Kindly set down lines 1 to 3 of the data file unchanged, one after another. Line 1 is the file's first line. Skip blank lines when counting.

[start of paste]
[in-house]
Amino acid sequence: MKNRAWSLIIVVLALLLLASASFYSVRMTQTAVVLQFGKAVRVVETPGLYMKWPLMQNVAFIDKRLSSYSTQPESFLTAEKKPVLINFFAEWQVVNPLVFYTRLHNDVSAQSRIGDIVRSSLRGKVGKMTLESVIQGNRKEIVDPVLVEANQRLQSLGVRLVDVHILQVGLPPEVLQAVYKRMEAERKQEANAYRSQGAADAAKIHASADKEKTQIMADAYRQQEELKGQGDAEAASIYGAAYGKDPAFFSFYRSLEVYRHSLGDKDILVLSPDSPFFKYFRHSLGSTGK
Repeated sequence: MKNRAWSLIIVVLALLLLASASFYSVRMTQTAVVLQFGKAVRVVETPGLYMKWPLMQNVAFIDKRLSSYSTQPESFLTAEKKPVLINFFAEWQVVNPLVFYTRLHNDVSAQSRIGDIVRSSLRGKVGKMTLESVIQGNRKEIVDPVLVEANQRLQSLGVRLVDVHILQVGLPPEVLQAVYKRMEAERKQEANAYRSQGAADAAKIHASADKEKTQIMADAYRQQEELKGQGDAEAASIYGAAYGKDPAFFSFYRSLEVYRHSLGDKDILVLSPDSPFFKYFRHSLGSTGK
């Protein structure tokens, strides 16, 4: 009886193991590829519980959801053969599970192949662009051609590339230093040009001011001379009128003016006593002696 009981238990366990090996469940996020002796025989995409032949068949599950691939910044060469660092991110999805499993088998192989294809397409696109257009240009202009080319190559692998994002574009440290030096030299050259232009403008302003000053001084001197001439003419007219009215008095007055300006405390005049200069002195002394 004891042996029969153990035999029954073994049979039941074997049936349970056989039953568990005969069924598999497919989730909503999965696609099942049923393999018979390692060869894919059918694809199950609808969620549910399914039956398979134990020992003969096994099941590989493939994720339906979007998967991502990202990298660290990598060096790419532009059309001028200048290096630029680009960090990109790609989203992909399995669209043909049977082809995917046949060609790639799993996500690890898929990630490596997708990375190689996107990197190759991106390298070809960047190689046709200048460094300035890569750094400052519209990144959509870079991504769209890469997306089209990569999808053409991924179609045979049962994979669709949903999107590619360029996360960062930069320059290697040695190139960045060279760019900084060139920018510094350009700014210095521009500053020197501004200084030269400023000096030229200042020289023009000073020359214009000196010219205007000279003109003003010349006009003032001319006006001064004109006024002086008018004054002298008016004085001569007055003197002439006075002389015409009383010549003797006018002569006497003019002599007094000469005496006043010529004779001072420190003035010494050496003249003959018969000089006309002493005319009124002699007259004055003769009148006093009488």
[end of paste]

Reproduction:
[in-house]
Amino acid sequence: MKNRAWSLIIVVLALLLLASASFYSVRMTQTAVVLQFGKAVRVVETPGLYMKWPLMQNVAFIDKRLSSYSTQPESFLTAEKKPVLINFFAEWQVVNPLVFYTRLHNDVSAQSRIGDIVRSSLRGKVGKMTLESVIQGNRKEIVDPVLVEANQRLQSLGVRLVDVHILQVGLPPEVLQAVYKRMEAERKQEANAYRSQGAADAAKIHASADKEKTQIMADAYRQQEELKGQGDAEAASIYGAAYGKDPAFFSFYRSLEVYRHSLGDKDILVLSPDSPFFKYFRHSLGSTGK
Repeated sequence: MKNRAWSLIIVVLALLLLASASFYSVRMTQTAVVLQFGKAVRVVETPGLYMKWPLMQNVAFIDKRLSSYSTQPESFLTAEKKPVLINFFAEWQVVNPLVFYTRLHNDVSAQSRIGDIVRSSLRGKVGKMTLESVIQGNRKEIVDPVLVEANQRLQSLGVRLVDVHILQVGLPPEVLQAVYKRMEAERKQEANAYRSQGAADAAKIHASADKEKTQIMADAYRQQEELKGQGDAEAASIYGAAYGKDPAFFSFYRSLEVYRHSLGDKDILVLSPDSPFFKYFRHSLGSTGK